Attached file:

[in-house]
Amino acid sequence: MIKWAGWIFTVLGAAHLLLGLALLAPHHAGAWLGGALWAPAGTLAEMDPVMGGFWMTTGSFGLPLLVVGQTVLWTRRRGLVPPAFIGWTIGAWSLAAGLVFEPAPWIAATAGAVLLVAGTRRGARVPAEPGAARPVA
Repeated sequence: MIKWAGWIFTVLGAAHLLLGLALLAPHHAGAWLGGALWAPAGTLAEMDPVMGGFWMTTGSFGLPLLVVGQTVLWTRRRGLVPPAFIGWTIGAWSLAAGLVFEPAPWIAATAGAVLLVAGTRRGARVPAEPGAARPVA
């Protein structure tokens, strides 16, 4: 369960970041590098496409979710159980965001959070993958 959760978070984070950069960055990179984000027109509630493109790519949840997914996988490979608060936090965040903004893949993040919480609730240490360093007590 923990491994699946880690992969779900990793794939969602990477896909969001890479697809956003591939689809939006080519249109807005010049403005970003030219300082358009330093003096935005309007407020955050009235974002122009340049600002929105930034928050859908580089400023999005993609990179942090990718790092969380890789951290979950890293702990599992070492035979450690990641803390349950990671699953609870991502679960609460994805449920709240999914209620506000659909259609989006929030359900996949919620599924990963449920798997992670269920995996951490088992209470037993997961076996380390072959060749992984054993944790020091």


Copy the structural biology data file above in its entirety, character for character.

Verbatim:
[in-house]
Amino acid sequence: MIKWAGWIFTVLGAAHLLLGLALLAPHHAGAWLGGALWAPAGTLAEMDPVMGGFWMTTGSFGLPLLVVGQTVLWTRRRGLVPPAFIGWTIGAWSLAAGLVFEPAPWIAATAGAVLLVAGTRRGARVPAEPGAARPVA
Repeated sequence: MIKWAGWIFTVLGAAHLLLGLALLAPHHAGAWLGGALWAPAGTLAEMDPVMGGFWMTTGSFGLPLLVVGQTVLWTRRRGLVPPAFIGWTIGAWSLAAGLVFEPAPWIAATAGAVLLVAGTRRGARVPAEPGAARPVA
């Protein structure tokens, strides 16, 4: 369960970041590098496409979710159980965001959070993958 959760978070984070950069960055990179984000027109509630493109790519949840997914996988490979608060936090965040903004893949993040919480609730240490360093007590 923990491994699946880690992969779900990793794939969602990477896909969001890479697809956003591939689809939006080519249109807005010049403005970003030219300082358009330093003096935005309007407020955050009235974002122009340049600002929105930034928050859908580089400023999005993609990179942090990718790092969380890789951290979950890293702990599992070492035979450690990641803390349950990671699953609870991502679960609460994805449920709240999914209620506000659909259609989006929030359900996949919620599924990963449920798997992670269920995996951490088992209470037993997961076996380390072959060749992984054993944790020091």